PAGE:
Landscapes of St. Marks

December 01, 2015  •  53 Comments

As 2015 draws to a close, I send wishes that your New Year be filled with peace and health and many an outdoor adventure.

I promised in my August 2015 blog - The Realm of St. Marks: An Introduction - I'd share more photos showing what a gem we have in Wakulla County's St. Marks National Wildlife Refuge.  And while a multi-faceted photographic jewel - wildlife, historic lighthouse, birds, big-sky-sunrises and sunsets, flowers, and butterflies - I've focused here on some of its myriad landscapes.  Enjoy!  And please share this link with family and friends.

Palms of St MarksPalms of St Marks

Palms of St. Marks

Moon Light HouseMoon Light HouseSt. Marks National Wildlife Refuge. Sunset - Full Moon rise - St. Marks Photo Club


Standing in the shallow Gulf waters, we hoped for the full moonrise just after sunset. But the predicted time came and went and the sky grew dark. A few of us persisted. Then, through a window in the eastern clouds...  ahhh.

St Marks TransitionsSt Marks Transitions


In the late-day light, oak-palmetto hammock gives way to pine flatwoods, which transition to marsh and the mouth of the St. Marks River beyond.

St. Marks MoonsetSt. Marks MoonsetSt. Marks National Wildlife Refuge, FL.

Moonset Over Marsh

It can be tricky, but pre-sunrise light often casts a lovely glow on the west-setting full moon.

East River SunsetEast River SunsetSt. Marks National Wildlife Refuge. A grackle takes pause at the glorious day's end.

East River Sunset 

On my birthday in 2011.

Dotted SkyDotted Sky

Lily Dotted Sky

Texture of SunriseTexture of Sunrise

Texture of Sunrise

The layers, hues, and textures of flora, subtly demarcated by the morning mist caught my eye as the sun rose.

Palmy AfterglowPalmy Afterglow

Palmy Afterglow

Camera already safely put away, and heading home, there, through a break in the trees, I spy this scene, and marvel.

Double SunDouble SunNot for Sale as Print.

Double Sun

The swamp was unusually full from recent rains, and there, in just one clear slot through the maples and tupelo was a double sun.

Pre-dawn LightplayPre-dawn Lightplay

Pre-dawn Lightplay. 

Purple light in the wind-ripples dances with peachy reflections in the calm.  The lucky earlybirds see the ever-changing show every morning.

East River Myst

One of my favorites. The painterly backdrop counterbalances the blast of early sunshine on the foreground grasses. Two coots bear witness. Well, three, if I count myself.

Stormy BayouStormy Bayou

Stormy Bayou

The January front rolled across the big sky over a St. Marks' bayou while a large flock of Great Egrets fed and fussed in the marsh grass. Crystal, Sue, Jeff and I paused a long while on the dike to take in the unfolding dramas.

The Grackle & the MoonThe Grackle & the Moon

The Grackle & the Moon

It appeared that the grackle was awaiting the big moon to drop into the cupped arm of the old snag.  Same as me.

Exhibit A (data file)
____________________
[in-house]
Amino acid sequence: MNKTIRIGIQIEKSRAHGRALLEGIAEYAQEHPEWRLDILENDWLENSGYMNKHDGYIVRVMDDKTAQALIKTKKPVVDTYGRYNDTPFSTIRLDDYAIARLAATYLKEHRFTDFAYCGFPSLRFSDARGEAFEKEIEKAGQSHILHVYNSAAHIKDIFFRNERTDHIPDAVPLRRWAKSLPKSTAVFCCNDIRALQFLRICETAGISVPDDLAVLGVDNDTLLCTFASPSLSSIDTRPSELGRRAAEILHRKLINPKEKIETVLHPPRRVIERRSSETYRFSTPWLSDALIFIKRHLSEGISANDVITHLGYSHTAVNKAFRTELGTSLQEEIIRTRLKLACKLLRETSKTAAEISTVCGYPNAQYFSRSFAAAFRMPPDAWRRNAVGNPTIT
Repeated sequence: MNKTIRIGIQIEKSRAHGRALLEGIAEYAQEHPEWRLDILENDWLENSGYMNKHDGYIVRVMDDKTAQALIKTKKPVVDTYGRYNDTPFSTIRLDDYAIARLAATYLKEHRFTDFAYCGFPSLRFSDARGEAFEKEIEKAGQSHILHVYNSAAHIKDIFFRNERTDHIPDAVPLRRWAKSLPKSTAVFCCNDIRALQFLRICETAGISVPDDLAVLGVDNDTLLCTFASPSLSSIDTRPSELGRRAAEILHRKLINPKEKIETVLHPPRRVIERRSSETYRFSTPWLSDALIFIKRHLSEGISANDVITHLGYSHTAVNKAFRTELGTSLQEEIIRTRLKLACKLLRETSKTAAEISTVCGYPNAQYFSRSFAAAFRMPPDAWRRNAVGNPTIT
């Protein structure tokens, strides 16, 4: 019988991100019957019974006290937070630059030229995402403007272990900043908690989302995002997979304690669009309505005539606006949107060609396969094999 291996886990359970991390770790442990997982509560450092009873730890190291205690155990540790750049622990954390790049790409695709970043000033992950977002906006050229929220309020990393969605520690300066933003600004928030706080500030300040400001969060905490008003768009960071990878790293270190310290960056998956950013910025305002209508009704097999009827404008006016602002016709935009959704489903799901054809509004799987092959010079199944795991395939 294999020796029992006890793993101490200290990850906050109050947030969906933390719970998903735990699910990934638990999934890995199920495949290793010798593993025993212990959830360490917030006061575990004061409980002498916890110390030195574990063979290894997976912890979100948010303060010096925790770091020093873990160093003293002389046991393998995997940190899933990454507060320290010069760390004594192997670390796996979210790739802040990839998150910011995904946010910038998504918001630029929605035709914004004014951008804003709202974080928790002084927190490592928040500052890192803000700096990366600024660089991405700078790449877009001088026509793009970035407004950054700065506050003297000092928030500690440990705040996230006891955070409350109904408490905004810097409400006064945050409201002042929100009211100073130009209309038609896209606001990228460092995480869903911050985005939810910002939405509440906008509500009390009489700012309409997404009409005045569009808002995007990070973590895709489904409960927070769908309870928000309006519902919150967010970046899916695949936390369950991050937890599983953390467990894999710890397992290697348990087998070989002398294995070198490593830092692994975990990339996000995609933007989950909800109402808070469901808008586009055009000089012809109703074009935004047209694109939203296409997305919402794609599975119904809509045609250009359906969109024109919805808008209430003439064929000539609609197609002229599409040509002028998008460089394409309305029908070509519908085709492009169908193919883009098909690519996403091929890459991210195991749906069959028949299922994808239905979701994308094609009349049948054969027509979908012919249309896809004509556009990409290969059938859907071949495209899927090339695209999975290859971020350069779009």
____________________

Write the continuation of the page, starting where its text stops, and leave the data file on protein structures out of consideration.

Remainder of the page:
Palm PointPalm Point

Palm Point


Buttressed in Longshadow

The Refuge reaches well beyond the land at the end of Lighthouse Road. Here, not far from Otter Lake in Panacea, Bob Thompson leads me through a dry swamp.



On another walk with Bob, he leads me to this Live Oak boneyard, ancient fallen silvered limbs still hard as stone.

Wakulla Beach Marsh PanoWakulla Beach Marsh Pano Wakulla Beach Marsh Pano

This morning, still part of St. Marks, Bob wades into the Gulf to make a photo of the sunrise as I climb my J-pod* to get this panorama. Then I photograph Bob.

(*J-pod, aka Johnnypod, is an extension ladder converted into a giant tripod, a pre-drone invention by John Moran.)

Bob Sunrise ReflectionBob Sunrise Reflection


Afterglow PanoAfterglow Pano

Afterglow Pano

St. Marks Palm SunsetSt. Marks Palm Sunset

Lighthouse Pond in Fall

St. Marks Sunrise MistSt. Marks Sunrise MistSt. Marks National Wildlife Refuge

Sunrise Mist

The perspective of a Stony Bayou dike tapering off into the mist caught my eye as the sun came up.

Lighthouse PondLighthouse Pond

Lighthouse Pond

There's always another angle from which to photograph the lighthouse, here from a bird's-eye view.

Oak Over St MarksOak Over St Marks

Oak Over St Marks

Hiking and bicycling the dikes is so worth the effort, even when carrying a load of camera gear.

St. Marks Sunset StormSt. Marks Sunset Storm

Sunset Storm

Where I live, the sky is obscured by the beautiful Wakulla County woods.  Maybe its my Biscayne-Bay-childhood that makes me crave Big Sky, but that's one of my favorite things about St. Marks - the big wide view.

Lighthouse RealmLighthouse Realm

May your senses be delighted by and your view broadened by our Earth's beautiful natural ways.

Your comments here at my blog are most welcome!



Jan Scott(non-registered)
David, do you have any photos of the old Shield's Marina on the St. Marks River? Our family with two little boys spent many Summer's camping across from the fire tower. Sadly we never thought to save an image of the marina. Thank you for sharing all your fascinating work. Jan Scott
Linda Young(non-registered)
After a long day of reading, writing and talking about all the problems we have in Florida - I know where to go to get my brain turned back around and focused on the beauty that is still abundant - which is to your photos of course.

Thank you for providing a place to rest my gaze and sooth my worried mind. Linda
Marian Morris(non-registered)
Thank you for getting up early.
Breathtakingly beautiful! Thanks for sharing!
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